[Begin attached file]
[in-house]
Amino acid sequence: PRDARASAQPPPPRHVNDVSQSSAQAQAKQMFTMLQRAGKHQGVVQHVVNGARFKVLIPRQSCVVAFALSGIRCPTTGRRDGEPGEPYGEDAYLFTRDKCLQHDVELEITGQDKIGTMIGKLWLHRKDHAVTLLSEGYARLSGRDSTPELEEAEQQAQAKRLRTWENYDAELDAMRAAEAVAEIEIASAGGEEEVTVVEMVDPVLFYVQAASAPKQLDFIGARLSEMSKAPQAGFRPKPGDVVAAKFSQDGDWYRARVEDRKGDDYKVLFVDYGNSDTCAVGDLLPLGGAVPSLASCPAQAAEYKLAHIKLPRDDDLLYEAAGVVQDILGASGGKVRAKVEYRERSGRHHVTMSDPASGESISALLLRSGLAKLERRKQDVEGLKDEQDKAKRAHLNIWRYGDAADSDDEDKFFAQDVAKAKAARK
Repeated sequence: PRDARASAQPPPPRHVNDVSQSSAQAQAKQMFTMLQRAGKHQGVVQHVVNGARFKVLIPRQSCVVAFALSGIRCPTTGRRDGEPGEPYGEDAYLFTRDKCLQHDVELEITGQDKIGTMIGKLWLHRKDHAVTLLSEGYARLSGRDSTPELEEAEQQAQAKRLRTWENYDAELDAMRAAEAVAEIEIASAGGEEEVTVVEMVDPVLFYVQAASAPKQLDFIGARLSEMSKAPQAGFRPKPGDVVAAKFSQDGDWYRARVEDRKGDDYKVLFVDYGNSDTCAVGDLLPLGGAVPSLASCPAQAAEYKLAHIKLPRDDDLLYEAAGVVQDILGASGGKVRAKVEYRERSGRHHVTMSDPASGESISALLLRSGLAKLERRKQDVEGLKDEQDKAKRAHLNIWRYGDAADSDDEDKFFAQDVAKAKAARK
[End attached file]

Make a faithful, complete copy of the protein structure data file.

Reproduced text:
[in-house]
Amino acid sequence: PRDARASAQPPPPRHVNDVSQSSAQAQAKQMFTMLQRAGKHQGVVQHVVNGARFKVLIPRQSCVVAFALSGIRCPTTGRRDGEPGEPYGEDAYLFTRDKCLQHDVELEITGQDKIGTMIGKLWLHRKDHAVTLLSEGYARLSGRDSTPELEEAEQQAQAKRLRTWENYDAELDAMRAAEAVAEIEIASAGGEEEVTVVEMVDPVLFYVQAASAPKQLDFIGARLSEMSKAPQAGFRPKPGDVVAAKFSQDGDWYRARVEDRKGDDYKVLFVDYGNSDTCAVGDLLPLGGAVPSLASCPAQAAEYKLAHIKLPRDDDLLYEAAGVVQDILGASGGKVRAKVEYRERSGRHHVTMSDPASGESISALLLRSGLAKLERRKQDVEGLKDEQDKAKRAHLNIWRYGDAADSDDEDKFFAQDVAKAKAARK
Repeated sequence: PRDARASAQPPPPRHVNDVSQSSAQAQAKQMFTMLQRAGKHQGVVQHVVNGARFKVLIPRQSCVVAFALSGIRCPTTGRRDGEPGEPYGEDAYLFTRDKCLQHDVELEITGQDKIGTMIGKLWLHRKDHAVTLLSEGYARLSGRDSTPELEEAEQQAQAKRLRTWENYDAELDAMRAAEAVAEIEIASAGGEEEVTVVEMVDPVLFYVQAASAPKQLDFIGARLSEMSKAPQAGFRPKPGDVVAAKFSQDGDWYRARVEDRKGDDYKVLFVDYGNSDTCAVGDLLPLGGAVPSLASCPAQAAEYKLAHIKLPRDDDLLYEAAGVVQDILGASGGKVRAKVEYRERSGRHHVTMSDPASGESISALLLRSGLAKLERRKQDVEGLKDEQDKAKRAHLNIWRYGDAADSDDEDKFFAQDVAKAKAARK